Recovered COVID-19 patient plasma being used to help other patients infected

NOW: Recovered COVID-19 patient plasma being used to help other patients infected

INDIANA - As coronavirus cases continue to rise, doctors across the country are starting to use a new therapy to help heal the growing number of patients!

The Versiti team is taking the plasma from recovered COVID-19 patients and using it to help heal patients currently infected with the virus. It’s important to note this is not a cure but a therapy, one of many doctors are already using.

So anyone who has had COVID-19 can now donate their plasma to help heal others infected with the virus.

But how does it work?

“We’re taking a person who’s been infected, who’s actually had an infection with COVID-19 and then they have recovered and part of that recovery process is making their own antibodies against the coronavirus,” Dr. Dan Waxman, the Senior Medical Director for Versiti said.

By collecting their plasma, Dr. Waxman says they are also collecting the antibodies. They can transfuse that into a patient that has an active infection but doesn’t have those antibodies.

“By giving this plasma with premade antibodies in it then that will then fight the infection for the patient,” he said.

Thursday was the first time in Indiana and SW Michigan that recovered COVID-19 patients are donating, but there are strict requirements.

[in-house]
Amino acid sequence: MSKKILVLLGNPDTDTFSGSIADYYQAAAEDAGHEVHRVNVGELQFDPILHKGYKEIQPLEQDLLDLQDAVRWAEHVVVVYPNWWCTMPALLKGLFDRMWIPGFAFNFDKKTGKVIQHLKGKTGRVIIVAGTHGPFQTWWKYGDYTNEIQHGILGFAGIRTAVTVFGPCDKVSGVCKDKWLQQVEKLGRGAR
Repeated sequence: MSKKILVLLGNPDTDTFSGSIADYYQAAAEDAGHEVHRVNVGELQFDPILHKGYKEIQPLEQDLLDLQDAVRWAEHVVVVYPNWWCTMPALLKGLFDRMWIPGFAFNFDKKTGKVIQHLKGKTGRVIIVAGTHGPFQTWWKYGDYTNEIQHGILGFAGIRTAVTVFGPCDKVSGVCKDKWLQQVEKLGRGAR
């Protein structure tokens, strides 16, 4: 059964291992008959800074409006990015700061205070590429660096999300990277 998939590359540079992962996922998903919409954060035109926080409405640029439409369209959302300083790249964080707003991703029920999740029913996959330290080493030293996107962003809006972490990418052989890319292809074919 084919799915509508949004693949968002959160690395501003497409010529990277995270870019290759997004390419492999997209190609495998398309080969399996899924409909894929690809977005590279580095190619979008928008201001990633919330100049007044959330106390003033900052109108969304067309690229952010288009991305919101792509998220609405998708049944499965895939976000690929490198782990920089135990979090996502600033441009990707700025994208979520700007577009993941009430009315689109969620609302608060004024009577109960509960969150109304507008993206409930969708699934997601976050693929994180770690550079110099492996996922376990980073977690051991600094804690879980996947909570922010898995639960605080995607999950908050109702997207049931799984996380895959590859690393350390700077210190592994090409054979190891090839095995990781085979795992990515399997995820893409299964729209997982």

“We need someone who’s been diagnosed and has had a positive test for COVID-19,” he said. “Then we need 28 days, post-resolution, no fever no cough. Then we can take them. If it’s less 14-27 days, we need a second test to show them that they’re negative.”

The donation process takes less than an hour and the plasma can actually be used to help multiple patients.

But this therapy is nothing new.

“This has been tried in other types of outbreaks so in Ebola when the Ebola outbreak was, there were,” he said. “It actually was an Indiana doctor who treated patients over in Africa, became very very ill with Ebola, recovered and his plasma was actually collected to use on patients.”

He said China is currently using this therapy and the U.S. is starting to now as well.

But does it work in the states already using the therapy?

“The preliminary data is showing that when you transfuse plasma to patients it can help. It does work. We need a lot more patients to evaluate,” he said.

Since we haven’t seen nearly as many patients here in Indiana compared to other coastal states, there aren’t a lot of eligible donors.

However, Dr. Waxman said that in the coming weeks hopefully, the South Bend Medical Foundation will also be able to find a donor.

So if you are recovering from COVID-19 right now, you can call 1-866-702-HOPE (866-702-4673) or go to

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